The day I returned from Moscow was the day Gray disappeared. What we presume to know now is that he boarded the Staten Island Ferry and leapt into the ultimate unknown. We never locked eyes on the B train, but his loss felt familial. The next few months felt like a bizarre stasis in the face of life continuing. My second semester of college, my first job in the city, working on plays on-campus and off. I learned that they found him when a guy I was seeing emailed me about it before inviting himself over. I imagine Gray would have appreciated his death being used as fodder for a booty call.

But going back into those books that I’d collected, the tales of peak experience and alternative medicine and childhood pets, was impossible. I often wonder if there was some subconscious connection between Gray’s death, my own delayed grieving process for my father (which wouldn’t begin in earnest until 2011), and my ultimate decision at the end of 2004 to withdraw from Fordham and abandon theatre studies.

It took me half a decade before I felt ready to read Nell Casey’s compendium of Gray’s journal entries, which span the 1960s up until the first weeks of 2004. Grief, in some ways, is a lot like Gray’s signature monologues: There’s some semblance of an arc of where you begin and end, but for the most part it’s improvised, nonlinear. You circle around one topic (anger, depression) before hopscotching over to another (bargaining or acceptance), and then making a sharp U-ey over to one of the earlier stages (denial) for a coda.

And reading Gray’s journals was a method for unraveling this reverse-Fibonacci sequence. A wayfinder of his artistic development, the books he read, and his ongoing obsession with synchronicity, the journals also kept the loss of his mother in the same room. If it wasn’t front and center, it was at least in the periphery, hanging like a premonition. An undated entry read, “the new fear was that mom had not only killed herself, but had also laid the groundwork to kill me.” I felt the familiar rattling of ribs, got a whiff of the vapors of recognition.

I realized that, more than anything else, this is the monster in a box left behind by the suicide of a parent: We worry that the stories they write are also coded into our DNA, and that we’re bound to follow in their wake. “MY MOM DIDN’T LEAVE A NOTE,” he wrote in all-caps in an undated entry from the early 1980s, when he was touring Australia, and I wonder if his journals, if his obsessive self-biography, was some sort of recompense. I wish I could tell Spalding that my father did leave a note, and it didn’t do a Rosetta Stone’s job of helping me to understand why he left. It didn’t even do a Google Translate’s job.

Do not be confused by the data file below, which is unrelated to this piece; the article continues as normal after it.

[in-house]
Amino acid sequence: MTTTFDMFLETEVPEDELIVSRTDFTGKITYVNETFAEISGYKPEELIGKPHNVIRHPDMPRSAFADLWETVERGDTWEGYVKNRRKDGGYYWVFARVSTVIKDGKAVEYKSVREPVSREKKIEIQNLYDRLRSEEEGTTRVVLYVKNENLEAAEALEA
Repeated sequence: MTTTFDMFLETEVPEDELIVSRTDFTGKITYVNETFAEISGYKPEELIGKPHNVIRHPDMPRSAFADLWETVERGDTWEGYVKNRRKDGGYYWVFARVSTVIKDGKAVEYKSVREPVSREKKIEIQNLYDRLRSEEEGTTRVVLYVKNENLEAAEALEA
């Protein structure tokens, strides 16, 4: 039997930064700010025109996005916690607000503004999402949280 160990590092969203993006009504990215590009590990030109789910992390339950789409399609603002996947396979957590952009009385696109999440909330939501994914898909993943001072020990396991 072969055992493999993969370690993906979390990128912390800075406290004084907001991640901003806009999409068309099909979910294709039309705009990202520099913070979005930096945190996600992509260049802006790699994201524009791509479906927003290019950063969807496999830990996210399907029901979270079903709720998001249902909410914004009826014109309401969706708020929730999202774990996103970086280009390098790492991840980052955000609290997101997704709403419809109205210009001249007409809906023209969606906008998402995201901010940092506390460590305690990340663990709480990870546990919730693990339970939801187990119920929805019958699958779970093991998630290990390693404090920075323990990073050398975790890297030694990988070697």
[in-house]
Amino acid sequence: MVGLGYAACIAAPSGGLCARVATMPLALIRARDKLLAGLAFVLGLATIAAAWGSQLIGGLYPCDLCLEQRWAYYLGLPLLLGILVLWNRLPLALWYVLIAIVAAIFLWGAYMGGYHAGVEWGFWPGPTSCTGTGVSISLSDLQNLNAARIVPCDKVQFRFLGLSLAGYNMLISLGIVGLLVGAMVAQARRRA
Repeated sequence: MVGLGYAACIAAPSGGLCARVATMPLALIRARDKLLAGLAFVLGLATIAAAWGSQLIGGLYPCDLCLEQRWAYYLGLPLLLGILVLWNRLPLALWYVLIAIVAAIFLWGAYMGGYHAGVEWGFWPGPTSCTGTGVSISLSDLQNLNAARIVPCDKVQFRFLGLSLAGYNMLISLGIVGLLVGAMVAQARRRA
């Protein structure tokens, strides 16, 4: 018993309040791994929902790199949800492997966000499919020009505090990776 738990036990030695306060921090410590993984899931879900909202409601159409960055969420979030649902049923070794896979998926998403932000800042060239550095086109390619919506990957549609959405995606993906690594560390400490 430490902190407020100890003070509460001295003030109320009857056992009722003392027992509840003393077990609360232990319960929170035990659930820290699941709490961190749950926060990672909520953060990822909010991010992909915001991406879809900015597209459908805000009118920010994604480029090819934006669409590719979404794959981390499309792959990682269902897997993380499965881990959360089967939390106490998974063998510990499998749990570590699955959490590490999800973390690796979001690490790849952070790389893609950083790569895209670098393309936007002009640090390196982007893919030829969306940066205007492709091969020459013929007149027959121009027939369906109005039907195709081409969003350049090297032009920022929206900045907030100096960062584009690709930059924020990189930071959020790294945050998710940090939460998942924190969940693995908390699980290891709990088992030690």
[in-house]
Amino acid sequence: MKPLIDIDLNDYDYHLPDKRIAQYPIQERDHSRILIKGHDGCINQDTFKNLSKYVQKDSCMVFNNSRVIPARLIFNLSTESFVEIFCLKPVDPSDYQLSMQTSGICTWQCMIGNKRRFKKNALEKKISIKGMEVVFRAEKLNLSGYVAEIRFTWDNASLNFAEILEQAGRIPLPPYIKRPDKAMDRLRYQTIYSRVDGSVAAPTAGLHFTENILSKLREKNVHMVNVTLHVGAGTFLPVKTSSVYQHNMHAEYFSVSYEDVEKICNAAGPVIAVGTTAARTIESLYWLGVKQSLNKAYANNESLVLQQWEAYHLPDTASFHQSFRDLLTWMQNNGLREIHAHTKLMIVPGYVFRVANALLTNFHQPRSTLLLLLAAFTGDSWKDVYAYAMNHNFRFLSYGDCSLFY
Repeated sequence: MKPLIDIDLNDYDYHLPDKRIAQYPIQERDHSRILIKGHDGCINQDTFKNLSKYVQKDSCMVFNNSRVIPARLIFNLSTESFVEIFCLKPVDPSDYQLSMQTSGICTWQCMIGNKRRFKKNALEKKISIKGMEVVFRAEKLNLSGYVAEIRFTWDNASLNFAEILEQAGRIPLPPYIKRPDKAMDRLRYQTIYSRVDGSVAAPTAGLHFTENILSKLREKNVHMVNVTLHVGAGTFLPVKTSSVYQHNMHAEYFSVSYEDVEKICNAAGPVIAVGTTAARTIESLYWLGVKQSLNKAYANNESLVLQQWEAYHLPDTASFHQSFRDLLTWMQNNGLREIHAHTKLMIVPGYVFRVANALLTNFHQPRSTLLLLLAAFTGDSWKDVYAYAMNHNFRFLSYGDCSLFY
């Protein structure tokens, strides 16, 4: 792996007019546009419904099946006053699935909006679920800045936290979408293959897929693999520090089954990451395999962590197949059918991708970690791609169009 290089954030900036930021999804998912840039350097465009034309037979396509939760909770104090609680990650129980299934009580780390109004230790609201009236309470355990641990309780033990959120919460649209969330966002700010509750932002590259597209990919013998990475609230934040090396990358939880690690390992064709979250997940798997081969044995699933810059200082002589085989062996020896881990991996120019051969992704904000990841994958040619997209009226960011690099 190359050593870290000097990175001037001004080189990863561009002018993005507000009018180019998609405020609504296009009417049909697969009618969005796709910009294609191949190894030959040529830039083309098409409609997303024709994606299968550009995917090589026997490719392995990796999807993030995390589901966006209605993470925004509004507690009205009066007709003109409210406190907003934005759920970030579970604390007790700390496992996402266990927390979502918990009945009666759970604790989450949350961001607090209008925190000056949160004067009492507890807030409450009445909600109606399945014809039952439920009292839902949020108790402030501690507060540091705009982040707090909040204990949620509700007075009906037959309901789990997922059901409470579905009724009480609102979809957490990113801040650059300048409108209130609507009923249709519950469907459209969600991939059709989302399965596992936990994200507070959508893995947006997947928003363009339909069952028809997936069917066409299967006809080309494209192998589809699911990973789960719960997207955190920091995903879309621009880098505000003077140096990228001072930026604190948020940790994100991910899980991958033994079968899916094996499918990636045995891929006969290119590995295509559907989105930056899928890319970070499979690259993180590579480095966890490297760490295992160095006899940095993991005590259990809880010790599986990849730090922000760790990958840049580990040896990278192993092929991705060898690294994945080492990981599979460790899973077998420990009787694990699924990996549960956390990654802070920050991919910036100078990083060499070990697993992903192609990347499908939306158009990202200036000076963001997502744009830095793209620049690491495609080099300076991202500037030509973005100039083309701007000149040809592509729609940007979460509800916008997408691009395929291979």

I tried for years to find out exactly who my father was: the books he read, the path of his development, the theories that formed his obsessions. He died pre-internet, however, and the information available is sparse. Trying to track it down would make me physically sick from the subliminal stress. His name appears in a college yearbook for the Stockbridge School of Agriculture at UMass Amherst. The U.S. Coast Guard sent me a copy of his brief military record before he was honorably discharged from Governor’s Island. I want to know his pain, what kept him up at night, the scraps of paper he filled and the complaints he wrote in all caps. Gray called this act in life “seeking out its dark spots” in an April 1985 entry.

For reasons that were beyond articulation when I added the book to my Amazon cart, I believed that Gray’s journals would give me some sense of a road map to self-destruction without having to feel that destruction cut so close to the bone. Academic research. Clinical observation. Over the course of four decades, I’d be able to see the same road markers in Gray’s life that my own father followed. What I got instead was more of this nonlinear grief, but at some point it resolved into an equally nonlinear understanding. It was an understanding through coincidence, of the sort of chance groupings that psychoanalyst Carl Jung would define as synchronicity.